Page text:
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With assembly control, GOP pushing through its agenda
Question of the Day
RICHMOND — In his State of the Commonwealth address last month, Virginia Gov. Bob McDonnell advised Republicans, with a new effective majority in the Senate and overwhelming numbers in the House: Don't be arrogant. Don't overreach.
Mr. McDonnell has largely heeded his own advice during the first half of the General Assembly session. He's introduced a moderate agenda centered largely on jobs and the economy that is steadily moving through the legislature, while some of his other proposals — on transportation, for example — have stumbled.
The governor's party, meanwhile, has had a banner first half, pushing through far-reaching legislation on guns, abortion and religious rights issues over vociferous, but generally fruitless, protests of Democrats.
A bill to repeal the state's nearly 20-year-old law limiting handgun purchases to one per month is on its way to the governor's desk, and a slew of voter-identification bills that Democrats say are intended to suppress the vote are advancing as well.
Senate Minority Leader Richard L. Saslaw said Republican "irresponsibility" has defined the first half of the session.
"I just think what they're doing is they're wrecking this place," said Mr. Saslaw, Fairfax Democrat. "I mean, they're running this state right into the ground."
But Senate Majority Leader Thomas K. Norment Jr., James City Republican, said he was pleased that Republicans' pro-jobs, pro-economic growth agenda is advancing, and that there's been an undue focus on contentious social legislation thus far.
"We've probably at this point passed out 350 bills out of the Senate, and a very modest percent of those have anything to do with social conservatism, pro-life," he said. "The ones we had passed are important to those constituencies."
And while Mr. McDonnell has said he would sign bills such as the repeal of one-gun-a-month, he has not staked much political capital on contentious legislation, instead honing his focus on jobs and the economy, government reform, education, transportation, and public safety.
"I think the governor is being very savvy here," said Stephen Farnsworth, a political science professor at the University of Mary Washington. "Part of the reason he was elected governor was because the very conservative state legislator gave way to the more moderate, centrist candidate, and that candidate won."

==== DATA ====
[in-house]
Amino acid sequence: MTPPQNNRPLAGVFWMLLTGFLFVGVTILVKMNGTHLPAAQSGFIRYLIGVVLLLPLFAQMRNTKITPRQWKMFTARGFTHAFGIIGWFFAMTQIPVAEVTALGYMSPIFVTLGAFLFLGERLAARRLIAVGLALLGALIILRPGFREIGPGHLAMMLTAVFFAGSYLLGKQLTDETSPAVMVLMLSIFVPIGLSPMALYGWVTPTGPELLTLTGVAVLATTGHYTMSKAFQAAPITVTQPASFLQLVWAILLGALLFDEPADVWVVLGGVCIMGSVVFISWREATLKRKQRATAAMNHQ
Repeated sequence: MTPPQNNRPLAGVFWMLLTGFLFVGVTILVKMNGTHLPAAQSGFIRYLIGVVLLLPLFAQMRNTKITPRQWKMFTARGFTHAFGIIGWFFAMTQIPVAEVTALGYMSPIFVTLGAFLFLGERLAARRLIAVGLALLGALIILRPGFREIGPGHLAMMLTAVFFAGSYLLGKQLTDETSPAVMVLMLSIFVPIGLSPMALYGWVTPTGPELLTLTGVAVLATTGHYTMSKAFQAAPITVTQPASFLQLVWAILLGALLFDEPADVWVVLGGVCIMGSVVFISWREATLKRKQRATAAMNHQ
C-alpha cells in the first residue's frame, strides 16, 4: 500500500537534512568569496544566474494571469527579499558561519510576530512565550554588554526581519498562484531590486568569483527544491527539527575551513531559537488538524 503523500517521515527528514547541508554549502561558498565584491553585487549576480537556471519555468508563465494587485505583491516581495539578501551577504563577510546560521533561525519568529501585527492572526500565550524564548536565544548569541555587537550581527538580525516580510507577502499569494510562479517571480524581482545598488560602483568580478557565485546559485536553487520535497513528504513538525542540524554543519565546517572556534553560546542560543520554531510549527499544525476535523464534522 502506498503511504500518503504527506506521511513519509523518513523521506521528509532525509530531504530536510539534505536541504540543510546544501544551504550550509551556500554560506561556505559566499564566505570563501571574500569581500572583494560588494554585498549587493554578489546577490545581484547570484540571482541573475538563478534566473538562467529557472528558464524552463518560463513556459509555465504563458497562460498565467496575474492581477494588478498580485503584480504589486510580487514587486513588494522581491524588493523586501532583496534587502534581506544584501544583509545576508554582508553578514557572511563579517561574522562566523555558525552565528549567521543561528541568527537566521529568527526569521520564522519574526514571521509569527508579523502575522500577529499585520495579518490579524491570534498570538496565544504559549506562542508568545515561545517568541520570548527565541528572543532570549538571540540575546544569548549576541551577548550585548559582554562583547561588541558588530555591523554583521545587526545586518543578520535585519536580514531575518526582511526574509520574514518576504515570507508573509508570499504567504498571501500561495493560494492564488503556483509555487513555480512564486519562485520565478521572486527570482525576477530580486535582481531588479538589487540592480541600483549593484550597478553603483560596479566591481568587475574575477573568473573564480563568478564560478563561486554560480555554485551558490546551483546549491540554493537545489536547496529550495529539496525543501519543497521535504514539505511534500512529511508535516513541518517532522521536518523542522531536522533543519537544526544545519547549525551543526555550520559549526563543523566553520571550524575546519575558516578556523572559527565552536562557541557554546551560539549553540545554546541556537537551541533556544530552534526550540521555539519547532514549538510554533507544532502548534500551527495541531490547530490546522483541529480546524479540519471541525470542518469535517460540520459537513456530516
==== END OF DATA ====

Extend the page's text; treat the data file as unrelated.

Though the governor hasn't openly advocated much of the conservative agenda of his party, it doesn't make a difference, Mr. Saslaw said.
"The governor's no different than they are," he said. "They're going to take $25 million a year out of the general fund and give it to kids to attend private schools? You're telling me they're not irresponsible? They're supposed to be looking out for the state's tax money, not giving it away."
The bill Mr. Saslaw referred to, which Mr. McDonnell has advocated for, would provide tax credits to corporations that fund scholarships for low-income children. Mr. McDonnell's budget includes $10 million for the initiative in 2014, and the maximum amount of credits annually would be $25 million. The House of Delegates gave the measure initial approval Monday.
The House also passed another McDonnell priority, reforming teacher tenure laws by establishing three-year term contracts for newly hired teachers and principals. The Senate has advanced that measure.
On the jobs front, Mr. McDonnell asked the General Assembly for about $37 million in new money for economic development proposals. Bills, such as one that would allow an individual income tax credit for investments in small businesses, are quickly moving on a bipartisan basis through the state legislature.
The governor's agenda has also hit some roadblocks.
The Senate balked at one of his keystone proposals — to increase the percentage of the state sales tax to be used for transportation. The House version of the omnibus bill retains the item.
Mr. McDonnell has also pledged to overhaul the state's depleted retirement system, proposing to infuse $2.21 billion into the system — the largest single investment in state history. But his initial proposal to increase state employee contributions to their pensions from 5 percent to 6 percent was quietly taken out of a bill to which the House gave initial approval Monday. That bill also included other measures to reduce future retirement benefits.
A second bill given initial approval Monday in the House added an optional 401(k)-style plan that stalled in the Senate last year.
The Senate, on the other hand, has gone a completely different route, pushing to require local government employees and teachers to contribute 5 percent to their pensions, to be offset by 5 percent raises — as state employees do now under legislation passed last year. The Senate proposal would require future local and state employees to adopt a hybrid plan that combines traditional defined benefits with a 401(k)-style plan.
Still, the governor was confident the bulk of his agenda would ultimately advance.
"The story of this session will be what I said it would be a month and a half ago, and that is, we're going to create more opportunity and more jobs, we're going to balance the budget without raising taxes, we're going to reform government so it reflects the priorities of the people," Mr. McDonnell said. "We're going to get some big things done [I think] on transportation, higher education, K-12 and energy. That's going to be the story in 30 days, that's going to be the story ... after we get past crossover."
© Copyright 2014 The Washington Times, LLC. Click here for reprint permission.
About the Author
David Sherfinski covers politics for The Washington Times. He can be reached at email@example.com.
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